Let’s talk about Haircolor Removers. They come by many different names, but there are essentially only 2 types of haircolor removers:
The first type of these products are essentially powders that are mixed with either water or developer and applied to the areas where haircolor removal needs to occur. These are basically persulfate based products, so for all intents and purposes they are powder lighteners (bleach).
Bleach is a decomposing agent, meaning it breaks down everything that it comes into contact with.
If we apply a persulfate based product to the hair, it will begin to decompose those completed dye molecules that are trapped in the cortex layer of the hair.
Now all of that said, a lot of times when people talk about color removal, they tend to speak in terms that make the completed dye molecules seem sort of independent of the hair fiber and that when you’re removing them from the hair, everything is hunky dory.
The key point to keep in mind here is that those completed dye molecules are PART of the hair fiber.
So when you’re using persulfates to decompose those artificial dyes you’re also decomposing the hair fiber itself.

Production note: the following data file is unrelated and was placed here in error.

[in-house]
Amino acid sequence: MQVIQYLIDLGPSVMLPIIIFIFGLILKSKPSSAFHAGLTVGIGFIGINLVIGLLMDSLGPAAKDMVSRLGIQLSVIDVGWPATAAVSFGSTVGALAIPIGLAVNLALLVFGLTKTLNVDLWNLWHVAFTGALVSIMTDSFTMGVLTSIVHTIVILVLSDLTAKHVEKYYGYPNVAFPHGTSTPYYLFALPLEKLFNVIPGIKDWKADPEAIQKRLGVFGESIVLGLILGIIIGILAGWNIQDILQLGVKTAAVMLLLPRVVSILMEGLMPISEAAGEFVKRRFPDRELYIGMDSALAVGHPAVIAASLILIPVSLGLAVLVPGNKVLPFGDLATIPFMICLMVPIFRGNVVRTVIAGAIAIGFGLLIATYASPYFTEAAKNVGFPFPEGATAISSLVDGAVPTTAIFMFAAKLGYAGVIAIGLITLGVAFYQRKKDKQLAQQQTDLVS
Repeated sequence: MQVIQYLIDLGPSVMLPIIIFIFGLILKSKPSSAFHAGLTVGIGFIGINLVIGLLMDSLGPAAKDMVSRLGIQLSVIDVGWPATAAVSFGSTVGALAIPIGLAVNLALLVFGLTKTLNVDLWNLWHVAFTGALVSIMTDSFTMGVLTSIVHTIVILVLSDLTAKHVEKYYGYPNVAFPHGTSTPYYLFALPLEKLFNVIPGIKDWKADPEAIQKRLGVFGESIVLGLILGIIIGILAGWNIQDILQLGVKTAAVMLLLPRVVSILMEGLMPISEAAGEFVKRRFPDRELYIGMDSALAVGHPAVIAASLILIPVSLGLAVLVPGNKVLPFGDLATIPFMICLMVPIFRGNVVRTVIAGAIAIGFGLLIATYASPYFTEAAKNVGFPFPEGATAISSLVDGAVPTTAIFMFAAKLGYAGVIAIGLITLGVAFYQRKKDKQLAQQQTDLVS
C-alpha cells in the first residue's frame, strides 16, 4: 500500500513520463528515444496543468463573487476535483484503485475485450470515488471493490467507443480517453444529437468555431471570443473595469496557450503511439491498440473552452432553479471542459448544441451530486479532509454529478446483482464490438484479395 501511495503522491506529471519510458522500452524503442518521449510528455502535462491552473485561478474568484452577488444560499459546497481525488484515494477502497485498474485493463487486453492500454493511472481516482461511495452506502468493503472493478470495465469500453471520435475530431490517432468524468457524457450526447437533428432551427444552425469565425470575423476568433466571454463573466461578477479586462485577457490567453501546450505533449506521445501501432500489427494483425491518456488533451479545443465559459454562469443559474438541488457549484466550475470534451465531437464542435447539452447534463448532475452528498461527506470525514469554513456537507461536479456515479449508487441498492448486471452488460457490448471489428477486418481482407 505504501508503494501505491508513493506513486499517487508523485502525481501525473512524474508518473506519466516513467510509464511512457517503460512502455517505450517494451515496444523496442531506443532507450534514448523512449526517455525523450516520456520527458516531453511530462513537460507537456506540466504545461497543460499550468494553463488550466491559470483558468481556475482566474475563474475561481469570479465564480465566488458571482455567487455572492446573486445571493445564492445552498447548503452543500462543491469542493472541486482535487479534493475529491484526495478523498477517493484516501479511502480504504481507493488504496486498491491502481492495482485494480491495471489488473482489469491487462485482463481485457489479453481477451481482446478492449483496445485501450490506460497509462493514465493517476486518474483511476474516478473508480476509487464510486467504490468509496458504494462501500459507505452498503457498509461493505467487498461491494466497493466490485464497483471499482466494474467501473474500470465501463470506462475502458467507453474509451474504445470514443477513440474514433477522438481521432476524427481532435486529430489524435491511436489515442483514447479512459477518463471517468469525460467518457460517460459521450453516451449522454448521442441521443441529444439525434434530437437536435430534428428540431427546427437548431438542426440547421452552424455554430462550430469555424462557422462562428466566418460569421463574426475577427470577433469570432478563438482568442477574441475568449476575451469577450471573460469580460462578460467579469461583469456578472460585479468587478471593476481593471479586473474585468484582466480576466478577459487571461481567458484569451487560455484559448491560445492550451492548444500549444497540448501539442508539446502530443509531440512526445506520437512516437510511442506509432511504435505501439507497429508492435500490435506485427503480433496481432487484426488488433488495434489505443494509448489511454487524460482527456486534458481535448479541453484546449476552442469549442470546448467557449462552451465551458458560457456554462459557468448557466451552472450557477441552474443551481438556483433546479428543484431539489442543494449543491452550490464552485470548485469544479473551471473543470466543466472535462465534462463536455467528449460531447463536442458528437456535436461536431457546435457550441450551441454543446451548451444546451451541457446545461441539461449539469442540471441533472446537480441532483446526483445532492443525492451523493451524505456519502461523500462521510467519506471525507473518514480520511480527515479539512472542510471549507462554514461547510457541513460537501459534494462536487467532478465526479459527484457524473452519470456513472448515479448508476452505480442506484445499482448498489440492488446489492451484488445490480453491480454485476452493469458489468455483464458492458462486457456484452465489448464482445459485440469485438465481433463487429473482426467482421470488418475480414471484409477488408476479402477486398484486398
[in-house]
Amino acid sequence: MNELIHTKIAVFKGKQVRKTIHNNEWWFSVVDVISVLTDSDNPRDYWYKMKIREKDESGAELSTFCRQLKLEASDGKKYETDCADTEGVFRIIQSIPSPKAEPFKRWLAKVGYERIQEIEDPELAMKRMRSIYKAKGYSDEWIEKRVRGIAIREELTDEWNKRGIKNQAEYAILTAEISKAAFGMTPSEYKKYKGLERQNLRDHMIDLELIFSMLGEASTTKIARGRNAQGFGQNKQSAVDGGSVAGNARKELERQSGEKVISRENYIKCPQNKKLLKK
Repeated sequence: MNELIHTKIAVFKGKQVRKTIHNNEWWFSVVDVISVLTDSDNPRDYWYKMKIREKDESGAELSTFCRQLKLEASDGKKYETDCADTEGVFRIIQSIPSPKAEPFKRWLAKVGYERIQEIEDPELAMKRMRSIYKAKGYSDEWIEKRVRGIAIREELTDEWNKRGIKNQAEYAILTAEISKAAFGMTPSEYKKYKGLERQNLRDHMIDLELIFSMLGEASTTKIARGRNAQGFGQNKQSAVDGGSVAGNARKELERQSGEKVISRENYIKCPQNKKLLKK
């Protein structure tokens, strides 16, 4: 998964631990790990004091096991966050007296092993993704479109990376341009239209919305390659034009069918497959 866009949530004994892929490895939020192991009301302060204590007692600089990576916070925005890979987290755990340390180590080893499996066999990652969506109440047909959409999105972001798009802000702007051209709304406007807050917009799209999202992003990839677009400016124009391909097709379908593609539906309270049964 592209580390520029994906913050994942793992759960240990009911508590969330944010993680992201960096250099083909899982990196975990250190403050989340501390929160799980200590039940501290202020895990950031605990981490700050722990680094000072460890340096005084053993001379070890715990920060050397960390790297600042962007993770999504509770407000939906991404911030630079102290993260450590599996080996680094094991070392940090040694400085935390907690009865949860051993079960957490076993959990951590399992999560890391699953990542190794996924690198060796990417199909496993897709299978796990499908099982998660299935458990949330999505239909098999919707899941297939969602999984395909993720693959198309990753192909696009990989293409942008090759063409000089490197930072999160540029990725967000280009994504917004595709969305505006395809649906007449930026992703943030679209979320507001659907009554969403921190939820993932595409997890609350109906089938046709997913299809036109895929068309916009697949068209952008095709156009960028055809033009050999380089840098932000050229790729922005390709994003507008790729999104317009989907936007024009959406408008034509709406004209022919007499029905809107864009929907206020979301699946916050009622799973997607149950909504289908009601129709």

Respecting your canvas is really important to your success.
The second type of haircolor removal products out there are called Color Extractors or Color Reducers.
These products use an ingredient called Sodium Hydroxymethane Sulfinic Acid (say that 5 times fast 😂).
There are essentially 2 key components to a completed haircolor molecule: the “dye” itself, which is responsible for the depth of color…and the “coupler” which is responsible for the tone of the color.
This ingredient causes the breakdown or “cleaving” between the dyes and the couplers of the completed haircolor molecules. This gives the perception that the oxidation process was “reversed” or undone.
However this is not the case.
What IS the case is that those couplers have been broken between the dye intermediates so you can no longer see the completed haircolor.
A key point to keep in mind with both of these processes is that when we color hair, those dyes become PERMANENTLY part of the hair’s internal structure.
That said, when we are “removing” artificial haircolor, we are either decomposing artificial pigments to a greater or lesser degree or in the case of color reduction making the dyes imperceptible by cleaving the couplers.
With either method of removal some part or all of those dyes still remain in the hair as they’re actually a part of the hair itself.
They don’t just disappear down the drain.